For almost as long as I can remember, the good folks that represent (French) Champagne have worked diligently to persuade sparkling wine makers from throughout the world to stop misusing the word Champagne. At times, their efforts must have seemed futile.
All references here to wine with bubbles produced in a delimited area in northern France, will be called Champagne. All other wine with bubbles will be known simply as sparkling wine. I make that distinction because there are still wineries in California and South America that abuse the name Champagne.
For some unexplained reason, the Champagne houses that make sparkling wine in California label their product sparkling wine, while those same Champagne houses that make sparkling wine in South America use Champana, the Spanish word for Champagne.
The governmental body that looks after such things is the Comite Interprofessionnel du Vin de Champagne (CIVC). The CIVC also gets a little annoyed with people who insist that Champagne is just a celebratory wine not to be enjoyed at other times. Although the focus of this blog about Champagne is mainly for holiday sipping and dining, I urge you to enjoy Champagne any time of the year.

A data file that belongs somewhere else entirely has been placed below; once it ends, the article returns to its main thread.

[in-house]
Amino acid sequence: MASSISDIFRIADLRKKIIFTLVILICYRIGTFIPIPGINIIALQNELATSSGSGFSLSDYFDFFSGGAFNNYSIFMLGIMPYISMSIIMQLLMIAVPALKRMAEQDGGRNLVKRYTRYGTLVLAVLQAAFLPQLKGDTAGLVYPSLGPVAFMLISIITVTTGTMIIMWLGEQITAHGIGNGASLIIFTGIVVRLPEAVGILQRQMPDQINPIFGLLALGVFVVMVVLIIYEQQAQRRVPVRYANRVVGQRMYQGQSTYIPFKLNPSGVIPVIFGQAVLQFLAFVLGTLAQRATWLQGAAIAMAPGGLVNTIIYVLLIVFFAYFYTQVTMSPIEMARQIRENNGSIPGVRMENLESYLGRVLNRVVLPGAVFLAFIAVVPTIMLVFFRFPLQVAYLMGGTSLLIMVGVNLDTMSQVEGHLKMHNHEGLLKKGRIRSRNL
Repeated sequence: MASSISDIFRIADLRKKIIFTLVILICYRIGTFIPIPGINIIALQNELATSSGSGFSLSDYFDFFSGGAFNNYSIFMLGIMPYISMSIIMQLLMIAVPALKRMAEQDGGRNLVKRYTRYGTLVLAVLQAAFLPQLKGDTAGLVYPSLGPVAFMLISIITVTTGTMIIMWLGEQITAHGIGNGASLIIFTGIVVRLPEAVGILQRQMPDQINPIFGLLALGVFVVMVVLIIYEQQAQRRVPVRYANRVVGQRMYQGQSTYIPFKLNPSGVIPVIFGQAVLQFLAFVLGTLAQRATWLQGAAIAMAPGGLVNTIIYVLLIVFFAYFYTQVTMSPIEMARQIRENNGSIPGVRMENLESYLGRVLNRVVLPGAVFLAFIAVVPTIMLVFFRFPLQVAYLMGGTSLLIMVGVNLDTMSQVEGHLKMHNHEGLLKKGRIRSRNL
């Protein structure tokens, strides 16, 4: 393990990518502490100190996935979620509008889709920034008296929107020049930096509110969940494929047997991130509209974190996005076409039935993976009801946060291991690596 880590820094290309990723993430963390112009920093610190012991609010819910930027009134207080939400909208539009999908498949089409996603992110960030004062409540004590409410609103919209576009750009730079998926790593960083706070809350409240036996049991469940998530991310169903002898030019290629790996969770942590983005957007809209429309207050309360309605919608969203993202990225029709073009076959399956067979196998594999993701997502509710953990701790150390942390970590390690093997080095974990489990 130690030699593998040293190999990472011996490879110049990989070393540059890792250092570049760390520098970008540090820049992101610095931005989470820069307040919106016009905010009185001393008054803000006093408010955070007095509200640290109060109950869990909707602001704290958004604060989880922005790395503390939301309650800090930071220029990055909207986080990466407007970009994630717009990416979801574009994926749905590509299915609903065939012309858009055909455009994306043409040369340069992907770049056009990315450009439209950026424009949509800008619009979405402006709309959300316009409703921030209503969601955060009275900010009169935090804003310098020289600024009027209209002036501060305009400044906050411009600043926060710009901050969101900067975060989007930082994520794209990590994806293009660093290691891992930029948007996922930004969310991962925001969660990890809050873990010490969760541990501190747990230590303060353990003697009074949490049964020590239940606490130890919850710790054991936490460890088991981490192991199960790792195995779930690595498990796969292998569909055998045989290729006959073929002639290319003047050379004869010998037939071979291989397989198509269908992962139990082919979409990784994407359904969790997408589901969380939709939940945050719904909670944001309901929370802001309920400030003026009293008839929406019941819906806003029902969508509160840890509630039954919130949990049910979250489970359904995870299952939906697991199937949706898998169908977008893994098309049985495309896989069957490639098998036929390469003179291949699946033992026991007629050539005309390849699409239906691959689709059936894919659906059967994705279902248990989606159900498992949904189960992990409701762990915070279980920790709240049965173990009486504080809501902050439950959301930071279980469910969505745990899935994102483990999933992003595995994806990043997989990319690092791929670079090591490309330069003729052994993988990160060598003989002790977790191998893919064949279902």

The Region and Grapes
The region of Champagne is a short car ride north east of Paris, in the Valley of the Marne river. The relatively small region, shaped like a mushroom, is composed of just over 85,000 acres of vines mainly in the Montagne de Rheims and the Cote de Blancs, along with three other districts. Epernay and Rheims are the main cities, with the smaller, but important town of Ay, not far from Epernay.
Pinot Noir, Chardonnay and Pinot Meunier are the three grapes used in making Champagne. Although all three varieties are grown in each of five districts, the bulk of the best Pinot Noir is planted in the Montagne de Reims, Chardonnay mainly in the Cote de Blancs and Meunier in the Vallee de la Marne.
While the importance of Pinot Noir and Chardonnay cannot be over stated, creating a blend of the two, sometimes with a small amount of Meunier, allows for the seamless consistency of a house style.
The method by which a wine gets its bubbles through a second fermentation in the bottle is called methode champenoise. The process is long and labor intensive, some estimates claim more than 300 steps, from fermentation to finishing the bottle with a protective hood.
The first fermentation of a non-vintage cuvee (blend) produces a dry, high acid, relatively neutral base wine. High acidity is necessary to keep the wine fresh throughout the long process. Varietal character is not desirable during the first fermentation since the aim is for character and quality to develop during the process. Next is the balancing of the characteristics of the different base wines in a blending process known as assemblage. Assemblage may also include reserve wines from previous vintages.